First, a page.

Alzheimer’s Disease


Alzheimer’s Disease (AD)

is a disorder of brain functioning that impacts behavior, memory and thinking.  Alzheimer’s Disease is progressive and gets worse over time.

Common Findings in Alzheimer’s Disease

AD is characterized by dementia with the following findings:

  • Memory loss
  • Confusion especially about the location of familiar places
  • Poor judgement often leading to bad decisions
  • Language disturbance
  • Taking longer to do daily normal tasks
  • Loss of spontaneity and initiative
  • Agitation sometimes with increased anxiety
  • Withdrawal
  • Hallucinations

There are other ifindings typical in Moderate or Severe Alzheimer’s Disease.  To see a full list CLICK HERE

Duration of Alzheimer’s Disease

AD often affects people between 8-10 years but the range can be between 1-25 years.

Are you at Risk of Developing Alzheimer’s Disease?

There are genetic factors in AD especially in Early-Onset Alzheimer’s Disease which is reviewed HERE.  For most individuals, the overall lifetime risk of developing dementia is 10-12%.  If you have a first-degree family member (Father, Mother, Brother, Sister)  with Alzheimer’s disease the risk increases to between 15%-30% or is about 2.5X the background risk.

Risks with Early-Onset Alzheimer’s are significantly different as this disorder is inherited in an autosomal dominant fashion and the risk may be as high as 50%.

Genetic Causes of Alzheimer’s Disease

  1. Chromosomal like Down’s Syndrome                             <1% of cases
  2. Late-Onset Familial Alzheimer’s Disease                       15-25%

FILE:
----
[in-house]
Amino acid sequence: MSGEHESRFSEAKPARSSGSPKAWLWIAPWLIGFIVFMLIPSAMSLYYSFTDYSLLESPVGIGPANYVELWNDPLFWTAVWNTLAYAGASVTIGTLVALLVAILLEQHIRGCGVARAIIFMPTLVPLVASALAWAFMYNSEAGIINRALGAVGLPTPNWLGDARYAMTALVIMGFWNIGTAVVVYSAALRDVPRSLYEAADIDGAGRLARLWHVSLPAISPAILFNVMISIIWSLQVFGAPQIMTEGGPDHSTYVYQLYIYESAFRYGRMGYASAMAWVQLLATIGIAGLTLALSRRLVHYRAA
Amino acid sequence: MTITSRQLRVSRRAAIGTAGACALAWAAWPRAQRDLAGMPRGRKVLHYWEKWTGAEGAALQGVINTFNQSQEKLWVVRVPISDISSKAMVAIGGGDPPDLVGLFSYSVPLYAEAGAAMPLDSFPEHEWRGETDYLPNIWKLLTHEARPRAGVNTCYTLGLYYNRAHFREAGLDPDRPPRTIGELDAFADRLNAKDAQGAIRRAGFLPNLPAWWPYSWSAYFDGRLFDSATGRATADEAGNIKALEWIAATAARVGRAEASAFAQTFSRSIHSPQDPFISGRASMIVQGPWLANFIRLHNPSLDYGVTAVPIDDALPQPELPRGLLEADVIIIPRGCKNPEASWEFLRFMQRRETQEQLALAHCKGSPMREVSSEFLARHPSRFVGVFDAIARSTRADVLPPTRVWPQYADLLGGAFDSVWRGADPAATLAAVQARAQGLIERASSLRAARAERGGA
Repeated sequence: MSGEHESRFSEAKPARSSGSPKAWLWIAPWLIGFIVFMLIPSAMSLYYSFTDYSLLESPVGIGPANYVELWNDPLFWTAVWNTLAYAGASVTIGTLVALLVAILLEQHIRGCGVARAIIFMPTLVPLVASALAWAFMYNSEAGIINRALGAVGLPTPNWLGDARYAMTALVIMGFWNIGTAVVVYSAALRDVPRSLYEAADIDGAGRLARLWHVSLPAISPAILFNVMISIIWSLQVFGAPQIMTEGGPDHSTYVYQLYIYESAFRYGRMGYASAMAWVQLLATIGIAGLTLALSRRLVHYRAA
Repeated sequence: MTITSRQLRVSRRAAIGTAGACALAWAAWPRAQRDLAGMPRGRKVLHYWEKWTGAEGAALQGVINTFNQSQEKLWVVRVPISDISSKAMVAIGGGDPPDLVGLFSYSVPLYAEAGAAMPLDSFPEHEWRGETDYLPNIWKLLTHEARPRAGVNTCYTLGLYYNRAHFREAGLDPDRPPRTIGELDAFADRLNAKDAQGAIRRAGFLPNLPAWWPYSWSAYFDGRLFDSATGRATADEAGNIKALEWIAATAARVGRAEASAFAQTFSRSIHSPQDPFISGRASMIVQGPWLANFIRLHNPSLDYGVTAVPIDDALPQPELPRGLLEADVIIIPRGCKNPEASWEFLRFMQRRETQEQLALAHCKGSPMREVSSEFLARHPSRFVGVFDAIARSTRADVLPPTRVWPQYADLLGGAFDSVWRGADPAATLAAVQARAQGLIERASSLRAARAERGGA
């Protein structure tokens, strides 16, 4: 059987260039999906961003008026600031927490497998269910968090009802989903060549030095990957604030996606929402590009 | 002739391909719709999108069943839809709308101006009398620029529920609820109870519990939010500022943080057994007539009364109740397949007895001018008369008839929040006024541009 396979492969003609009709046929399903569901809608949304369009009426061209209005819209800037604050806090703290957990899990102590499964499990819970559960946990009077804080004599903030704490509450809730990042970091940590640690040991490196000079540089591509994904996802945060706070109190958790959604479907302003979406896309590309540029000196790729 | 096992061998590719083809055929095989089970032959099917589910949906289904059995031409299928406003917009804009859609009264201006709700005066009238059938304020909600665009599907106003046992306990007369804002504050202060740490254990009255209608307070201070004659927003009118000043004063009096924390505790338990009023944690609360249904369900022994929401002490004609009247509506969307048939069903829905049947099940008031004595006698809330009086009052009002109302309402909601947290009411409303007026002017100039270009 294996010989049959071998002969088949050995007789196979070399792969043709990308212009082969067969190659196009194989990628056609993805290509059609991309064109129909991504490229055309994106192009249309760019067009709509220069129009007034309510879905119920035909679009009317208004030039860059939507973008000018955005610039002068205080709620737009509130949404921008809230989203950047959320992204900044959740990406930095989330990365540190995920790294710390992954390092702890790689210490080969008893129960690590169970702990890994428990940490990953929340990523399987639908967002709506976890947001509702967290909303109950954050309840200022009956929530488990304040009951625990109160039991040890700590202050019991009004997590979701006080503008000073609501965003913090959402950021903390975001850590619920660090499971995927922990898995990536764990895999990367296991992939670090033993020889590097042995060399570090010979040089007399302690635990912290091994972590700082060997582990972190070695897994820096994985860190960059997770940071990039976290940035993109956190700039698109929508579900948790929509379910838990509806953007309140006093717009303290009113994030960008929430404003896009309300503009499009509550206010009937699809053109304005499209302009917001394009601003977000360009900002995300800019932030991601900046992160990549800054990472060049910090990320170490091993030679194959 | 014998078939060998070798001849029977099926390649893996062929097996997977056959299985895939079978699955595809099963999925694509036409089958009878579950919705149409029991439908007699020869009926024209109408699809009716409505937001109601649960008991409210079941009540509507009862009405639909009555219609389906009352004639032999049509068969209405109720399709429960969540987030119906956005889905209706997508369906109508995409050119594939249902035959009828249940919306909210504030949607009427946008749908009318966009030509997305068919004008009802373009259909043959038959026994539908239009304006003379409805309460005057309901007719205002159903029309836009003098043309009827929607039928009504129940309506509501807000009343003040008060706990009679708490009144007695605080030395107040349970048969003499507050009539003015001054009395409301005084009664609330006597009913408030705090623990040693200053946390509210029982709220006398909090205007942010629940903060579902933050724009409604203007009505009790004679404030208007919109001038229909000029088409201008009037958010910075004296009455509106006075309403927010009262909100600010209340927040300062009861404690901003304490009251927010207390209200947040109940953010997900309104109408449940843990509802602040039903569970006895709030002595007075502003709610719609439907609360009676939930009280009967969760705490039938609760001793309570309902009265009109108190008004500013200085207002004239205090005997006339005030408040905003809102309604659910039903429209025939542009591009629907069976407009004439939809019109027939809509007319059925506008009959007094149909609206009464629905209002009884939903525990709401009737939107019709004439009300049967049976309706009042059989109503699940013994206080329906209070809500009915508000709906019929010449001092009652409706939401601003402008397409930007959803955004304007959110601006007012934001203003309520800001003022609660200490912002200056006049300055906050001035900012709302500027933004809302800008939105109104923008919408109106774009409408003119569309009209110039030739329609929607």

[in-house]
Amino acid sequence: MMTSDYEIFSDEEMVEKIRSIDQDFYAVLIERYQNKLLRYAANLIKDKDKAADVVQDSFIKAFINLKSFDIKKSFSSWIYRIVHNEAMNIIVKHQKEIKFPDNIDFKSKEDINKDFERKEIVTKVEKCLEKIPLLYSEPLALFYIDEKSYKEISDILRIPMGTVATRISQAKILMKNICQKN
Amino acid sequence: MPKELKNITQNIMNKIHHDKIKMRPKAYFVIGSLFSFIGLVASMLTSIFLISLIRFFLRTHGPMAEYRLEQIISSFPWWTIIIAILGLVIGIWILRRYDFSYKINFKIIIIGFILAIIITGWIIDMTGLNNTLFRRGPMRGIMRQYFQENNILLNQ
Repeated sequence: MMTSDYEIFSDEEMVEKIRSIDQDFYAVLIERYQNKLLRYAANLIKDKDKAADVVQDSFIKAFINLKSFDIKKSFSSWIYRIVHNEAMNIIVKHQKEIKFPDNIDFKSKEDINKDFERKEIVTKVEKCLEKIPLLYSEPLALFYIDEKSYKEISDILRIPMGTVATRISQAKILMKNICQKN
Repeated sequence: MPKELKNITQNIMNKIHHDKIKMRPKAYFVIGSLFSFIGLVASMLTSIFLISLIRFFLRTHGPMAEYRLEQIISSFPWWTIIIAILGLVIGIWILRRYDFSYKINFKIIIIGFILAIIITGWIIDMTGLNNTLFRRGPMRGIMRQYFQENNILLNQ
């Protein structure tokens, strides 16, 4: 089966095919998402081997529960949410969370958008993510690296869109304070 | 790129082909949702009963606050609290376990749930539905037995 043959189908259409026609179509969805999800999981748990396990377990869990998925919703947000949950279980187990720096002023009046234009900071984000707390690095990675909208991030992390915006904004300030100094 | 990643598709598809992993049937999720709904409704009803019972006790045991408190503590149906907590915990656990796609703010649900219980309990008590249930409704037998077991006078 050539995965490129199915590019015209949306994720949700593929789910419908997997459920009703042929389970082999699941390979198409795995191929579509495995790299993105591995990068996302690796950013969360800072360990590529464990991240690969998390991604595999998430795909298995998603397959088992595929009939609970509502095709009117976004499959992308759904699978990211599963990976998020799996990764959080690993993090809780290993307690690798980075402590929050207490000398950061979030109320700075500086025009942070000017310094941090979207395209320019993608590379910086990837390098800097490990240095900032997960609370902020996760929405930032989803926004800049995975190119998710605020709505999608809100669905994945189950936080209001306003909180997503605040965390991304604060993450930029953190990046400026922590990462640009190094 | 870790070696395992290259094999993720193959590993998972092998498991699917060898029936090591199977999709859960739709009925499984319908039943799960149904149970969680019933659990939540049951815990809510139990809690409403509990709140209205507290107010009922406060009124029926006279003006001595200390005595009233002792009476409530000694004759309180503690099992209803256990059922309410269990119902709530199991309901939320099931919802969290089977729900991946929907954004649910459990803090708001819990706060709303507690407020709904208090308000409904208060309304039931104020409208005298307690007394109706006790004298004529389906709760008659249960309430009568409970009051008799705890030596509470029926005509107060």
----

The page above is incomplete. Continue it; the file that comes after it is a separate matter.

3. Early-Onset Familial Alzheimer’s Disease                      2%
  4. Unknown                                                                              75%

 

Late Onset Familial Alzheimer’s Disease and the APOE Gene

Familial Alzheimer’s disease is considered when two or more family members have AD.  Alzheimer’s Disease likely has multiple susceptibility genes and many different Single Nucleotide Polymorphisms (SNPs) have been identified in different ethnic backgrounds.  Variants in the genes, HLA0DRB5, SORL1, CELF1, FERMT2 and MEF2C have been identified with higher risk AD.  However, the gene with the best known association with Late-Onset Familial AD is the APOE gene.

The APOE allele appears to confer a risk of developing Alzheimer’s Disease at an earlier age.

Should I get APOE Tested?

Here is the data on the Association of APOE and Alzheimer’s Disease

From Jarvik et al (1996)

APOEGenotype Normal Controls (n=304) All Individuals with AD (n=233) Individuals with AD and Positive Family History of Dementia 1(n=85)
e2/e2 1.3% 0% 0%
e2/e3 12.5% 3.4% 3.5%
e2/e4 4.9% 4.3% 8.2%
e3/e3 59.9% 38.2% 23.5%
e3/e4 20.7% 41.2% 45.9%
e4/e4 0.7% 12.9% 18.8%
  • The medical community has not established a consensus for testing.  However, we consider APOE testing in all individuals where there are MULTIPLE family members who are affected with dementia and who were diagnosed after the age of 60.
  • Confirmation of AD – In individuals with only mild symptoms of AD (See the difference between mild, moderate and severe AD HERE).  AD is the correct diagnosis in 97% of individuals with mild symptoms and the APOE e4//e4 genotype. There is also a greater likelihood that this is the correct diagnosis with one allele in African-American and Hispanic populations

 

When Should I be Tested for Early-Onset Familial Alzheimer’s Disease?

EOFAD – can be diagnosed when there are multiple family members with Alzheimer’s Disease and when these individuals developed symptoms before the age of 65.  Typically, persons with EOFAD will develop symptoms in their 40s or 50s.  Most importantly, there is usually a family history in more than 3 generations

More information about EOFAD can be found HERE

For More Information on Diagnosis and Testing, Please

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